Why a cyber value proposition should be part of your business strategy

Whatever your industry, it’s critical to think about your cyber security posture in the right way.


Even if you’re already making a decent investment in a security operations centre or penetration testing, there will always be an avenue for attack. And while good cyber hygiene also plays a role – think firewalls, multi-factor authentication (MFA) and regular application updates – all it takes is a cracked window, and a bad actor can access your network. Once they’re in? There’s no knowing how far they’ll go.


In our latest podcast, our executives, Anders Reeves and Luke Potter, talk about why we need to challenge the way cyber security works – not just the steps that organisations could (and should) be taking, but how the wider industry needs a bit of a rethink. We’ve captured the key takeaways below.


What’s the issue with current thinking and methods?

The industry is notorious for using a one-size-fits-all approach to cyber security, but in reality, this simply doesn’t work. Even the most robust measures have entry points and weaknesses, and it can only take something small to wreak serious damage. Risks also deepen over time as common vulnerabilities become more widely known and hackers’ tactics develop. That’s why we focus on continuous cyber security – because constant vigilance and probing is the only way to keep up.


We recently worked with a business with a mature cyber security stance that was doing everything right on paper, but lacked that continuous approach. Our Swarm managed to find a way in – a compromised company email address, followed by MFA, and finally a vished (spoof) call to the helpdesk from an employee number – for a network takeover. Our activities weren’t flagged because the means were legitimate, and it all stemmed from a single phishing email targeted at a single individual.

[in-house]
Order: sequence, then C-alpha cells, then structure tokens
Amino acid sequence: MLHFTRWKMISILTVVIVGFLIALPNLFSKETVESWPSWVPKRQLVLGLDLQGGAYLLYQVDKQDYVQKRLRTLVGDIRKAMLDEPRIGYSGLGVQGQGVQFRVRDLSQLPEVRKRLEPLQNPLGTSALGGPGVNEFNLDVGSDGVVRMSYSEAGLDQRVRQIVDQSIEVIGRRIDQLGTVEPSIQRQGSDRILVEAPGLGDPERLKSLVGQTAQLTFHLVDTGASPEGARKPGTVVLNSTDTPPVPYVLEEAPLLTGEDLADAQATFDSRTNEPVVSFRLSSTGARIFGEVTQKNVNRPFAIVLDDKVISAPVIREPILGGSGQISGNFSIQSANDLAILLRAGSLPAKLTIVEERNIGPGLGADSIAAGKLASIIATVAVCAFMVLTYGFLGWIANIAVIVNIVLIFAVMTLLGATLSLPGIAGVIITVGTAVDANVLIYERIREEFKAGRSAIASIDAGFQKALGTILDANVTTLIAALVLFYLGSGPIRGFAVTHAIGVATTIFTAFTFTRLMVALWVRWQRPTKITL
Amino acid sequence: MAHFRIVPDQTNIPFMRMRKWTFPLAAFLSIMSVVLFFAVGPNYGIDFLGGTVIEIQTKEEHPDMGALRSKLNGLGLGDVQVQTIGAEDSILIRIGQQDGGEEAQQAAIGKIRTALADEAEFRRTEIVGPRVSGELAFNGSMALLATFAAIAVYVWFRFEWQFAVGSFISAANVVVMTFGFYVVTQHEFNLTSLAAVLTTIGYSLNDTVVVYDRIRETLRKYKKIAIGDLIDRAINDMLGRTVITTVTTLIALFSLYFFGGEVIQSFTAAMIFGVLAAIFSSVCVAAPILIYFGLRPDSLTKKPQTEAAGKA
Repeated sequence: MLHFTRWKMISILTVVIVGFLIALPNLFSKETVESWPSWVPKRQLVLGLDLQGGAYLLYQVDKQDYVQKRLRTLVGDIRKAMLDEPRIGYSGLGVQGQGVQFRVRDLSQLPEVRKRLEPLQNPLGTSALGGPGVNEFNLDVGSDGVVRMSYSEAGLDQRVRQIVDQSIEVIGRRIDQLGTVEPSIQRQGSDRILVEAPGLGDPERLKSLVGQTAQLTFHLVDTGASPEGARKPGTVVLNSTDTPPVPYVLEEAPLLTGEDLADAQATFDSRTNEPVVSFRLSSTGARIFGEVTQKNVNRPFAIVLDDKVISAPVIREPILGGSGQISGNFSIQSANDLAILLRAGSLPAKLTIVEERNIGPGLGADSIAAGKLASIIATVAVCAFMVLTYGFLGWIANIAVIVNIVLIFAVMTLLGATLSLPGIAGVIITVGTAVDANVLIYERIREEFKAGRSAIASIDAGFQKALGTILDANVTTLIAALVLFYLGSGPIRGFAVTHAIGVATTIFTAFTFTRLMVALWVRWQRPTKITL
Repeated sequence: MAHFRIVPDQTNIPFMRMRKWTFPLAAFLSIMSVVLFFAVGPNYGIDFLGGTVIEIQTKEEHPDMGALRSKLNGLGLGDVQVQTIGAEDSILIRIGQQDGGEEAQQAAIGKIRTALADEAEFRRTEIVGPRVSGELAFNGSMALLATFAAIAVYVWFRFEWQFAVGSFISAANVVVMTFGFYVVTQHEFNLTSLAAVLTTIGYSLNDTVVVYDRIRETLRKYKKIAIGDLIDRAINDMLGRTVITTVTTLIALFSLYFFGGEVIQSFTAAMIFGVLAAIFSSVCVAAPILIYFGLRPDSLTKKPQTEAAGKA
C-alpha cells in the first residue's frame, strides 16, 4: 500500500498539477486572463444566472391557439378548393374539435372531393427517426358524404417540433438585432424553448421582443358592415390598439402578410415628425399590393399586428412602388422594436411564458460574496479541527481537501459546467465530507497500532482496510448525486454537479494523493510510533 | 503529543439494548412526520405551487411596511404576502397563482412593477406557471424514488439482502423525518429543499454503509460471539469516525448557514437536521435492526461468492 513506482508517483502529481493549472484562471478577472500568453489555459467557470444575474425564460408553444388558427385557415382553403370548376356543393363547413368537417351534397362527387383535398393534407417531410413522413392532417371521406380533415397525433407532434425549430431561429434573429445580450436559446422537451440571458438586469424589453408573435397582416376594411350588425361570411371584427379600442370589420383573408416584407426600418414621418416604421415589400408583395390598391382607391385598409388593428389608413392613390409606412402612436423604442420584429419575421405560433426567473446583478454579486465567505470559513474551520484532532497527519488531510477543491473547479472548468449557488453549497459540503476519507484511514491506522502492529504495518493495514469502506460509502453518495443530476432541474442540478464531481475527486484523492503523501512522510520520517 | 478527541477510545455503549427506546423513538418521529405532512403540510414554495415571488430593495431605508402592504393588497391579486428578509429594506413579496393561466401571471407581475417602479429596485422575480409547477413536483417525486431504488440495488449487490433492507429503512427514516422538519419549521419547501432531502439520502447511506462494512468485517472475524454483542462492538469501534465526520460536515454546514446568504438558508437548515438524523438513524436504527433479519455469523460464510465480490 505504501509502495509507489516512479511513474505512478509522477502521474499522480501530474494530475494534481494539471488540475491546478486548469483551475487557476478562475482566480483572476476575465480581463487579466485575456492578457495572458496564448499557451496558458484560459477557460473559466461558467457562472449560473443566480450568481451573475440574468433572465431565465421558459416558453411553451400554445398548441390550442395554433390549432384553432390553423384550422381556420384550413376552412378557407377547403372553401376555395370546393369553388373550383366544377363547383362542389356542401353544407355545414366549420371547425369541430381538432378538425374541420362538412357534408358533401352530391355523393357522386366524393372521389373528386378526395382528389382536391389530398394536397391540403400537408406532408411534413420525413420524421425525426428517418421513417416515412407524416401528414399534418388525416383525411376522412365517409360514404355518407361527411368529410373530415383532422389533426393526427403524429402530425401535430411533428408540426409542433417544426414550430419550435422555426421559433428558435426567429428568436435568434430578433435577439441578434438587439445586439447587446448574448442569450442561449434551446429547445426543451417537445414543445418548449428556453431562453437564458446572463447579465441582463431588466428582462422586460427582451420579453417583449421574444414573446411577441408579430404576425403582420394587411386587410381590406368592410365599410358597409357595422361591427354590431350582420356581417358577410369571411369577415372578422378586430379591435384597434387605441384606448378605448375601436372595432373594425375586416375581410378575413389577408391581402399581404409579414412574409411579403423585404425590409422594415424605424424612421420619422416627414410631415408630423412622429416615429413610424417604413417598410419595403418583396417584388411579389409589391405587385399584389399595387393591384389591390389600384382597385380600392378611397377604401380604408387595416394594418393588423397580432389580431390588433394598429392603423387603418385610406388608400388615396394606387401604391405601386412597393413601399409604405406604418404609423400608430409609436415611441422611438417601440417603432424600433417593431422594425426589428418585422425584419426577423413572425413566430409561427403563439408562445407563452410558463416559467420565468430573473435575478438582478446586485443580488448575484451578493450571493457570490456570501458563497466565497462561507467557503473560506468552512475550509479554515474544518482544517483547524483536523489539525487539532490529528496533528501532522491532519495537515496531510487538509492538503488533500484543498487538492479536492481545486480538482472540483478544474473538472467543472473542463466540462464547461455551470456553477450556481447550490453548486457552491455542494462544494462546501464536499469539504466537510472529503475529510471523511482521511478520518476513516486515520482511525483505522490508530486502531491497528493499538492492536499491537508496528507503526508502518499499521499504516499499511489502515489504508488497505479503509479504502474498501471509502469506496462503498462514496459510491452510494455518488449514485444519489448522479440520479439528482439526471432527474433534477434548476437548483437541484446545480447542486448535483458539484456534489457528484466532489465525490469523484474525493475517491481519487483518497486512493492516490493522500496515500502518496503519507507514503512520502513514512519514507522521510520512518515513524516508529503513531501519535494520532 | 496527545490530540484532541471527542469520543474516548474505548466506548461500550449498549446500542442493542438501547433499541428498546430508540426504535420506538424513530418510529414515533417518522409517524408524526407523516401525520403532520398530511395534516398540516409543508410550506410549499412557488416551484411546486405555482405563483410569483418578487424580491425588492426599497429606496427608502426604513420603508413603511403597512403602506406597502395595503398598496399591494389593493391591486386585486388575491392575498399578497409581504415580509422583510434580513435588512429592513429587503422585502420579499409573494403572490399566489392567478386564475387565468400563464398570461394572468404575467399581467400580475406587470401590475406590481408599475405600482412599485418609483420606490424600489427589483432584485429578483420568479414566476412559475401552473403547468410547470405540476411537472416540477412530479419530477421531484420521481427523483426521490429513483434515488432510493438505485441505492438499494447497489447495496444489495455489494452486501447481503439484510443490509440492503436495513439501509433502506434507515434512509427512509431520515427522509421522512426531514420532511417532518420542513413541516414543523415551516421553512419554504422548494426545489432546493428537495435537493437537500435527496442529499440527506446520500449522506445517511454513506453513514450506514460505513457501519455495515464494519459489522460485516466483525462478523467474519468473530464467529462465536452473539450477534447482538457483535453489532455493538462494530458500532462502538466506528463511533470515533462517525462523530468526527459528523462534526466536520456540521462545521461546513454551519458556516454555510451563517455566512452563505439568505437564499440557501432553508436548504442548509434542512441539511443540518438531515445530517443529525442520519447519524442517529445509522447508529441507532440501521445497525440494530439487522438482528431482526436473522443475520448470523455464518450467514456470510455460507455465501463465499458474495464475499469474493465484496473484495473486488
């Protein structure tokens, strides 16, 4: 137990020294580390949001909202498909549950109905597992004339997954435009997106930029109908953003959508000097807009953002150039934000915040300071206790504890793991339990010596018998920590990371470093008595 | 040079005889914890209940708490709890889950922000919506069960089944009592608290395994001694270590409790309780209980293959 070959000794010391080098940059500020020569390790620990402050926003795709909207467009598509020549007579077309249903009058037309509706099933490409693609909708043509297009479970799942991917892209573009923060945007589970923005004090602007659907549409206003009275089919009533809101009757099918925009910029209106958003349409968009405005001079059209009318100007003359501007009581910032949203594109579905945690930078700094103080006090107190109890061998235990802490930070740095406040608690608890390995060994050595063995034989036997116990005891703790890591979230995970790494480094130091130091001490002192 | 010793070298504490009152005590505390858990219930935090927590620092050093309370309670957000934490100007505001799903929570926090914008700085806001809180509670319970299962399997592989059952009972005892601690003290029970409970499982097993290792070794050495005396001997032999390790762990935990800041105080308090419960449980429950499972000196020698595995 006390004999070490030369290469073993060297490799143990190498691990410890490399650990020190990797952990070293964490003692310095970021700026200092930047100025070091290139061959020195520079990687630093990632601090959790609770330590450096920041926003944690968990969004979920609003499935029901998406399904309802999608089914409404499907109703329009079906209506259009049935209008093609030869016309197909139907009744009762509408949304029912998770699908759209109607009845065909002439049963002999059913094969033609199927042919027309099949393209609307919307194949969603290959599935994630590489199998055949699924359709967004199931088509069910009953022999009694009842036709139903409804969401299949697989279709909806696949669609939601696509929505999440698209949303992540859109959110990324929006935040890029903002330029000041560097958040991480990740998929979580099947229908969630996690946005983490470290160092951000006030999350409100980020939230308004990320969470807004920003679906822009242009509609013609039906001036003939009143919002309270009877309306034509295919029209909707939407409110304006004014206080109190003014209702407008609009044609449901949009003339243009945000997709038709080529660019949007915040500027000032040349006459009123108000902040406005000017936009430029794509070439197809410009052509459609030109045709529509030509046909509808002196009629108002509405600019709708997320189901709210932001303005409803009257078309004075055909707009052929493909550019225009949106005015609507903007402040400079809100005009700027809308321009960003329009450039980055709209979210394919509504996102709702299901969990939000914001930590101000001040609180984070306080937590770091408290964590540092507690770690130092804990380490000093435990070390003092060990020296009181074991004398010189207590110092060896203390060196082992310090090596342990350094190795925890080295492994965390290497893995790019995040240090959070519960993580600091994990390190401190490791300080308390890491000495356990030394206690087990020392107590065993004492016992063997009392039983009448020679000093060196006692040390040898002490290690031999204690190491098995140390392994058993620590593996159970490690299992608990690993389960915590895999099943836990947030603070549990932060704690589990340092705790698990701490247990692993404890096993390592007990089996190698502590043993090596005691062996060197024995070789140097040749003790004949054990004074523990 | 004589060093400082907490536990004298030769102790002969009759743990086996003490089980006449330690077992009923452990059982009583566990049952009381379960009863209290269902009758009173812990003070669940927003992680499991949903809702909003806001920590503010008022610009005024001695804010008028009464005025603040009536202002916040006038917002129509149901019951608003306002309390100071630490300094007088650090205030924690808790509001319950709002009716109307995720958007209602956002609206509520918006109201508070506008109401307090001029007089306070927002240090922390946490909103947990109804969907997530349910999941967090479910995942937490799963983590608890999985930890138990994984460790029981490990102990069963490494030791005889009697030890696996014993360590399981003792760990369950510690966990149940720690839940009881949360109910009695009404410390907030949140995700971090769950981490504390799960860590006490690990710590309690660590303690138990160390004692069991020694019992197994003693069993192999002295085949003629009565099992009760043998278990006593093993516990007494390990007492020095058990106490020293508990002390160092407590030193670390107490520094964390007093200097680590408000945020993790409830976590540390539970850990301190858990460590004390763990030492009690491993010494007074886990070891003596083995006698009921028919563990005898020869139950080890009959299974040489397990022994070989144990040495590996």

What’s the answer?


At CovertSwarm, we believe in the cyber value proposition (CVP). Cyber needs to be thought of as a strategy in its own right, and organisations must consider how they’re protecting their most important assets. After all, you wouldn’t have the crown jewels on display without posting a permanent security guard, so why should your applications be any different?


A CVP needs to be a three-pronged approach to cyber security, covering three stages: - Assess: Expose vulnerabilities and build a continuous picture of your organisation.

- Attack: Simulate attacks, from proof-of-concept and penetration testing to ethical hacking and red-teaming.

- Mitigate: Use intelligence to strengthen and protect applications and upskill your teams.

So, to really be of long-term benefit, we’re not talking about a slice of budget for annual testing or the odd training workshop, but a continuous, relentless, real-time approach.


How do I develop a CVP?


For a successful CVP, break the journey down into steps.

  1. Using our ‘crown jewels’ metaphor, think about the prize you’re protecting and work backwards. This prompts thinking about your approach and challenges your ‘cultural norms’ (like that yearly penetration test).

  2. Calculate the value of each role that’s involved – for example, a SOC analyst might be tasked with monitoring systems, but through their work, they help to identify and prevent threats to your cyber security.

  3. Now, think even bigger. If you’ve got monitoring covered, you’ve got QA processes in place. And this means you can then enhance your speed, capability, quality and functionality.

This is the role we play at CovertSwarm: we’re the link between commercial and cyber propositions.


What are the benefits of a CVP?


With a CVP, you can encourage every one of your employees to take responsibility for their organisation’s cyber security. They’ll be your eyes and ears on the ground, flagging and reporting suspicious activity while the danger’s fresh. In other words, it creates a culture of cyber security. Your employees will: